Parents all over the UK are getting alarmed over what is reportedly the newest craze among teenagers: the shisha pen. Even if they aren’t quite the same as smoking, the idea of teenagers purchasing and using devices which look and feel like a form of smoking has many parents concerned.
These pens go for less than ten pounds and can be obtained very easily over the Internet. They are available in several colours and since they look similar to normal pens can be concealed easily. They produce flavoured water vapour which has to be inhaled. Most of these pens do not have nicotine, but there is no regulating body to enforce the ‘no nicotine’ rule.
Since shisha pens are relatively new to the market, they haven’t been properly regulated yet, which leaves open the possibility of unscrupulous manufacturers adding addictive substances like nicotine to the pens in order to foster addiction.
Parents are concerned over how easy it is for children to buy the pens. They come in many different flavours, all geared towards attracting schoolchildren.
Parents’ main concern is that shisha pens seem like the perfect gateway drug to cigarettes. They are also worried about the health effects of the pens since there have been no major tests done on them so far. However, it does logically seem unhealthy to smoke huge amounts of anything, be it water vapour or manufactured smoke.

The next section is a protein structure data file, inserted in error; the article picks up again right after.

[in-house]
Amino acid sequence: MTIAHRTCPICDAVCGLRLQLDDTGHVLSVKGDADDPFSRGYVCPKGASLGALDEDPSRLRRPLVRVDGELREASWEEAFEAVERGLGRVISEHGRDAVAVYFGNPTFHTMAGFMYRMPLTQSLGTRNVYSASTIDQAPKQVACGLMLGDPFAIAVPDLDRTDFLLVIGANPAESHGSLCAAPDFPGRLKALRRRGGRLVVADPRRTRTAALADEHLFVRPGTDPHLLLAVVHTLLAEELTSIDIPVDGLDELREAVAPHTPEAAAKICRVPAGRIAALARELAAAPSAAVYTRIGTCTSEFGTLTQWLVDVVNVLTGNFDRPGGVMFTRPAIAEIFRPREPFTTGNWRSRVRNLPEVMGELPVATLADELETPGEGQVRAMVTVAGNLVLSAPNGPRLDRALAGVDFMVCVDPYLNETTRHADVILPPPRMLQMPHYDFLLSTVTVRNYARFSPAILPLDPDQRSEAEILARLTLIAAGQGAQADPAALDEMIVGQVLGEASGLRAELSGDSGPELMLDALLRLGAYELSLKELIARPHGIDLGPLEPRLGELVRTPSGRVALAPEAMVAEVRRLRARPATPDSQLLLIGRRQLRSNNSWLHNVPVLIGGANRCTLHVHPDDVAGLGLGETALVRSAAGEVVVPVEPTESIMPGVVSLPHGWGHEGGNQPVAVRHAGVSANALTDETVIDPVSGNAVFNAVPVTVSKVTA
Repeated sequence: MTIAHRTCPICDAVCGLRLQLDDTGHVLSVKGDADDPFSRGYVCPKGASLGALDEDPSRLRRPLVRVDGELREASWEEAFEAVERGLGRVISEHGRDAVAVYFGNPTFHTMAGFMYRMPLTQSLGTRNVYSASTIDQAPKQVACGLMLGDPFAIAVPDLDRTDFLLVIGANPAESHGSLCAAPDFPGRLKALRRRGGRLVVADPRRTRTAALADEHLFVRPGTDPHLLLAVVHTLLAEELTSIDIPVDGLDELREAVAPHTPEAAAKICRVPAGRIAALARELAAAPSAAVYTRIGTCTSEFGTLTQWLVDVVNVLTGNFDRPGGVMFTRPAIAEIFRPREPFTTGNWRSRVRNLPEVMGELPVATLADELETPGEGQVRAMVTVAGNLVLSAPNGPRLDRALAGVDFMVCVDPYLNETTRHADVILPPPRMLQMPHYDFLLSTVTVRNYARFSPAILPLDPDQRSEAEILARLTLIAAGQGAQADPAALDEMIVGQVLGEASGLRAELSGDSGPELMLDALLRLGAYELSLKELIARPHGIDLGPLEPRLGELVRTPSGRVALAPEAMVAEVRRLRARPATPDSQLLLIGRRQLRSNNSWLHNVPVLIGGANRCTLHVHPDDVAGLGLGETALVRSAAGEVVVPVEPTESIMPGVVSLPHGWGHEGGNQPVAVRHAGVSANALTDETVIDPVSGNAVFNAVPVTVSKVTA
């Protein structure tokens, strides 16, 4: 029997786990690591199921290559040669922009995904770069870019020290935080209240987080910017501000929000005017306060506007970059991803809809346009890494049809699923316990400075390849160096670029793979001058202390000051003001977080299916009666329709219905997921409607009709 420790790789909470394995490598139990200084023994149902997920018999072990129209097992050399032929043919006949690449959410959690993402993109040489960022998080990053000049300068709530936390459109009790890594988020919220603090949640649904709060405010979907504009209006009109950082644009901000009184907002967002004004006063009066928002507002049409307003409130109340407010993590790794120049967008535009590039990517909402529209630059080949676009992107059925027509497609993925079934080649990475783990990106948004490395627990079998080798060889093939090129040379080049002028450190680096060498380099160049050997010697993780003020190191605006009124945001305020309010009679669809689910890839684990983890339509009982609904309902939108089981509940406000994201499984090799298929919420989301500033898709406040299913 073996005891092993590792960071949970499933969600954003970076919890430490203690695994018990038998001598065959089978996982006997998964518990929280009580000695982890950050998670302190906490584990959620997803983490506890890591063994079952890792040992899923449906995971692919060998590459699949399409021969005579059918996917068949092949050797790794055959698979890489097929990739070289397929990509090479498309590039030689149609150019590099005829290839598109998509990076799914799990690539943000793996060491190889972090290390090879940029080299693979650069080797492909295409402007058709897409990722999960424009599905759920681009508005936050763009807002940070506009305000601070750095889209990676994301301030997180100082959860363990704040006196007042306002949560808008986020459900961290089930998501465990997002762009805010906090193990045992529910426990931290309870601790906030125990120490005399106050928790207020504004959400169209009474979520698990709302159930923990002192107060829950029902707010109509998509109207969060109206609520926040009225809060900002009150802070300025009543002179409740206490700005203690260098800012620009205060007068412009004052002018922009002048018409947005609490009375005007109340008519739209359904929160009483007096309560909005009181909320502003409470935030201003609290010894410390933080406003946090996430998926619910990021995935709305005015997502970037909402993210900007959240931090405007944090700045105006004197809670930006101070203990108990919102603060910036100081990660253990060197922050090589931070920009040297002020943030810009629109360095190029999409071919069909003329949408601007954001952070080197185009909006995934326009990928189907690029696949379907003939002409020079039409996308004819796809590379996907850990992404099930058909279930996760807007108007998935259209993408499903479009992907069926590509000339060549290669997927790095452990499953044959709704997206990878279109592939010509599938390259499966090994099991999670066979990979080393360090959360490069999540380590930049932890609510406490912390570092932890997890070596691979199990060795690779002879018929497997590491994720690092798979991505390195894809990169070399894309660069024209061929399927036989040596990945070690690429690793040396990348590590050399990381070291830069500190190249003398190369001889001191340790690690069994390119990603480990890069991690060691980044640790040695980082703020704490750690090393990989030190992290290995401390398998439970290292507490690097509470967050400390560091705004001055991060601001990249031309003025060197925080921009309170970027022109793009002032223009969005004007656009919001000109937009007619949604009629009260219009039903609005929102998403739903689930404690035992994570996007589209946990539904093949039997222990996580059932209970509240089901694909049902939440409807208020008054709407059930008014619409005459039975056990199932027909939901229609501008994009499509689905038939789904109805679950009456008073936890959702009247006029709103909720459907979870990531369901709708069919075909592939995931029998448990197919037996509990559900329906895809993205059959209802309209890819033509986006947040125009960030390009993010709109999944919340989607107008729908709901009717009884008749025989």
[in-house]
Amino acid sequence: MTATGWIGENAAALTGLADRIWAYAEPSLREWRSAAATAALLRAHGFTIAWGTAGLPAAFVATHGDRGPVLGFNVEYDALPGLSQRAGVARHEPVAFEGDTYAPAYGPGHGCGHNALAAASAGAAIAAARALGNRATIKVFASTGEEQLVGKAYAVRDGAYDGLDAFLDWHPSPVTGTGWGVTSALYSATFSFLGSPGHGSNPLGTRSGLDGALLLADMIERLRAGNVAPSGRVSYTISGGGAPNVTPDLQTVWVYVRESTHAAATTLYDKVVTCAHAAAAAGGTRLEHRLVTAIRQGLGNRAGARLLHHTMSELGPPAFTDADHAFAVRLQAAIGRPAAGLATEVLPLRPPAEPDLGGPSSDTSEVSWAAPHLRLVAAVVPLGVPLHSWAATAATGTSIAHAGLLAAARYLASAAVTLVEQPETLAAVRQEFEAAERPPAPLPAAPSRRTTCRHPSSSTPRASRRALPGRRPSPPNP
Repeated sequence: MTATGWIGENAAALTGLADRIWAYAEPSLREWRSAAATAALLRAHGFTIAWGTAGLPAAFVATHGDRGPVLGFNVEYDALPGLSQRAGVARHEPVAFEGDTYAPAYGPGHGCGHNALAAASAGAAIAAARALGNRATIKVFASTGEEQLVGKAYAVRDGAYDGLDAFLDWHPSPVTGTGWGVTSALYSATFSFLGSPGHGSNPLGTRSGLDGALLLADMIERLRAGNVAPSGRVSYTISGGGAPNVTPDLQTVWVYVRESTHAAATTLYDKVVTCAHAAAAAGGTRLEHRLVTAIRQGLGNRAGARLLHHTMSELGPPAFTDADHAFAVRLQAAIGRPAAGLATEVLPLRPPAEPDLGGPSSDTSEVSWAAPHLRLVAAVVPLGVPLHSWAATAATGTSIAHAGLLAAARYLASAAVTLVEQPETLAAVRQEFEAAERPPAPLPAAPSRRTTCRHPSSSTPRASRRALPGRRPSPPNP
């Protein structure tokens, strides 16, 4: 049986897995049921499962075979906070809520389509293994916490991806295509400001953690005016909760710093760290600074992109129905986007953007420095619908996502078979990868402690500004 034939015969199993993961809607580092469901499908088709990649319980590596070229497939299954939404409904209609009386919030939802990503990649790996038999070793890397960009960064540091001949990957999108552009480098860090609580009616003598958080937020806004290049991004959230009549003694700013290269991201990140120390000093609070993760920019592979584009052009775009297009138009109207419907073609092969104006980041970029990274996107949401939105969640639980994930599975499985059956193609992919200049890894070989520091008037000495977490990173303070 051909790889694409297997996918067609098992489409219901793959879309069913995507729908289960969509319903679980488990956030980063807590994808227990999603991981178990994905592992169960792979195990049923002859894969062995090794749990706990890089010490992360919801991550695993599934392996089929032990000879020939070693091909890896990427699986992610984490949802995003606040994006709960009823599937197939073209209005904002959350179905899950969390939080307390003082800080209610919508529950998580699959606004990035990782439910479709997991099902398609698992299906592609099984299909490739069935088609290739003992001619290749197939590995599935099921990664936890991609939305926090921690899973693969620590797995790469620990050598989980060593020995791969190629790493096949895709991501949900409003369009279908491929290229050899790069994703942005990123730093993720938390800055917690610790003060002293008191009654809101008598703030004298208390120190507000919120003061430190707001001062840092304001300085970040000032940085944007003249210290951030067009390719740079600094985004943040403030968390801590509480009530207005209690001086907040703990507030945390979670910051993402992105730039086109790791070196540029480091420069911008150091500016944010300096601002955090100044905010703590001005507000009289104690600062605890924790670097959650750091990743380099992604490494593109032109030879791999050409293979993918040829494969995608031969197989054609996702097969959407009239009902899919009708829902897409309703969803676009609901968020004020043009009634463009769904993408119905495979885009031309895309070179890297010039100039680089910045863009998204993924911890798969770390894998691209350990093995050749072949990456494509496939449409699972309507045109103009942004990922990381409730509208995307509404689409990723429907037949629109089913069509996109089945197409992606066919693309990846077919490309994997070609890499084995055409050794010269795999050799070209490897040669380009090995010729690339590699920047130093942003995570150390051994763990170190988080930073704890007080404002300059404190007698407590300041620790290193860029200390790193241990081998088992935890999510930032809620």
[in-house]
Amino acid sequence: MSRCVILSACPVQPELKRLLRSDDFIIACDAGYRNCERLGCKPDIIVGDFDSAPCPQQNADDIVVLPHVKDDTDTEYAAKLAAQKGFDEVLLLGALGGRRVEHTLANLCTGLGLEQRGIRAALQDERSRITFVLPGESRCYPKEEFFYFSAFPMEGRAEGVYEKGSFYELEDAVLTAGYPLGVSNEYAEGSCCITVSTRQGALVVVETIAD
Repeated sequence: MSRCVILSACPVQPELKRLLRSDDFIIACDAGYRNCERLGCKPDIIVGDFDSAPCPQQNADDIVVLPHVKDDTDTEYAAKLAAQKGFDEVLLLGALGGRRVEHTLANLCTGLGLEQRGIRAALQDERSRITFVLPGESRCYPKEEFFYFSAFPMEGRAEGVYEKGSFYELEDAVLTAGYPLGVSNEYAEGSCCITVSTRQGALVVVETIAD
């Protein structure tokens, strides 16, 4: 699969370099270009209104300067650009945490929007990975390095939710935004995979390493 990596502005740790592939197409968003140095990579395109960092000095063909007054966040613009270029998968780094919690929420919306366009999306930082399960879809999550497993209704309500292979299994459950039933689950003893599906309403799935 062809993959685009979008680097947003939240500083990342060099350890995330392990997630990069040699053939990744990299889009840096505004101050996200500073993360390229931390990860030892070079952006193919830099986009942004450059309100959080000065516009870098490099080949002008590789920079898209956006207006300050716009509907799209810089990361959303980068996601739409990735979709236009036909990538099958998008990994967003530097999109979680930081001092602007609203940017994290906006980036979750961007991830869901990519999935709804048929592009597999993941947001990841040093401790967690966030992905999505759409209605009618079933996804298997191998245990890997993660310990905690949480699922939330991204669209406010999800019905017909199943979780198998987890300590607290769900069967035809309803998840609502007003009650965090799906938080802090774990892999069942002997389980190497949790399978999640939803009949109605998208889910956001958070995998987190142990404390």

Students said that shisha pens have become fashionable and that ‘everyone is using them’.
There is no lower age limit for buying shisha pens, but some sellers refuse to sell them to people who are under eighteen years old. Although the government has introduced new legislation disallowing sales of products like e-cigarettes to minors, there is still much to do. Many schools do not have policies against such items, which makes the situation all the more alarming.
Shisha pens and e-cigarettes work more or less the same way. The main difference between the two is that most pens do not contain nicotine, which reduces the addictiveness of the pens. However, if manufacturers include nicotine in the pens, children can become addicted to them the same way they can become addicted to e-cigarettes or cigarettes.
Agencies around the UK want to regulate shisha pens and e-cigarettes the same way that medicines are regulated. This would put the products under great scrutiny and would allow unregulated products to be discovered and confiscated more easily.
Another concern is that the exact components vary from pen to pen. The most common ingredients are fruit flavouring, propylene glycol, vegetable glycerine and water. While the ingredients may be safe to swallow, they may not be safe to inhale, especially for children since their lungs are not fully matured and can get damaged more easily.
A few medical practitioners are putting the craze to good use by recommending shisha pens to hardcore smokers who are trying to quit smoking. Since the pens are less harmful than cigarettes and are also not addictive, they can help the smokers get over their addiction.